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Senior Citizens Should Study Foreign Languages to Stay Mentally Sharp

While an unfortunate part of aging is a gradual decline in mental functioning, studying a foreign language can slow this decline. Why would you hesitate to learn something new if you know it has the ability to turn back time? Learning a foreign language is not reserved for the young; it is an attainable goal for senior citizens and incredibly beneficial.

Learning a new language is both fun and well worth your time as a senior citizen. Anytime you learn something new, you exercise your brain. But, when you learn a foreign language, you also learn about the world around you. Language schools in Washington DC, such as inlingua, offer foreign languages courses for students of all ages and backgrounds. After reading this article, you will see why senior citizens are signing up for foreign language courses to help them stay mentally sharp and add some adventure to their lives.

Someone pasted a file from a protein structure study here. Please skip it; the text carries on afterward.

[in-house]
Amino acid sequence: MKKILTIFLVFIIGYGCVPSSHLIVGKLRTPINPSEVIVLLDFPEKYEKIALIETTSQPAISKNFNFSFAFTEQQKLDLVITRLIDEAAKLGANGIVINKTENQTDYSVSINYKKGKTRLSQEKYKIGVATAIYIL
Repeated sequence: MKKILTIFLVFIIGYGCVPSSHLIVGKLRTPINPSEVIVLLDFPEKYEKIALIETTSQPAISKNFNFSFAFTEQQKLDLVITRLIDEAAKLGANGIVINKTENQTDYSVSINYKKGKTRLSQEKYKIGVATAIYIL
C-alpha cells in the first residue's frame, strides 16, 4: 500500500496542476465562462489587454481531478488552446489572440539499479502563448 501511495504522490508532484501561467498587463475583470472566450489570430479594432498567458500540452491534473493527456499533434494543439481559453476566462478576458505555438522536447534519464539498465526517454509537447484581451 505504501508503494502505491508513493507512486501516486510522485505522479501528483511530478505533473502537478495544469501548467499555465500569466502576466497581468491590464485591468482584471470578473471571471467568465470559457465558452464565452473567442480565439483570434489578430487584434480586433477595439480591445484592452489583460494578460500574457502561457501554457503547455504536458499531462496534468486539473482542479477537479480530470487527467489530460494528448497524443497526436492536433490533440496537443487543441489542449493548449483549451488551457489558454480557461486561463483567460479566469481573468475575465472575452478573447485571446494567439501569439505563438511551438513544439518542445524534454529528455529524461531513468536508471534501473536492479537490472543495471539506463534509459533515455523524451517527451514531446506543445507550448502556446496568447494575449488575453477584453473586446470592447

The Effects of Age and Your Brain

As we age, our mental functions, such as memory and attention, begin to decline. However, just like your muscles, when we actively “work” our brains, we can cause this decline to slow. For example, as we learn that we need to stress our muscles in order for them to grow, the same is true for our brain functions. This is why senior citizens are encouraged to do activities designed to exercise their brains, such as crossword puzzles, sudoku, or study a foreign language.

For instance, according to DANA, “Research into the link between education and dementia began in the mid-1980s. Some of the early studies produced conflicting results, but overall the evidence suggests that a higher level of educational attainment is associated with both a decreased risk of Alzheimer’s disease and the more-common, slower age-related cognitive decline.”

Studies have shown that our brains undergo something known as neuroplasticity. Neuroplasticity refers to the how the brain changes itself in response to new experiences. New experiences include learning new information. Therefore, scientists believe that language learning and mastering a foreign vocabulary is beneficial for adults as well as children.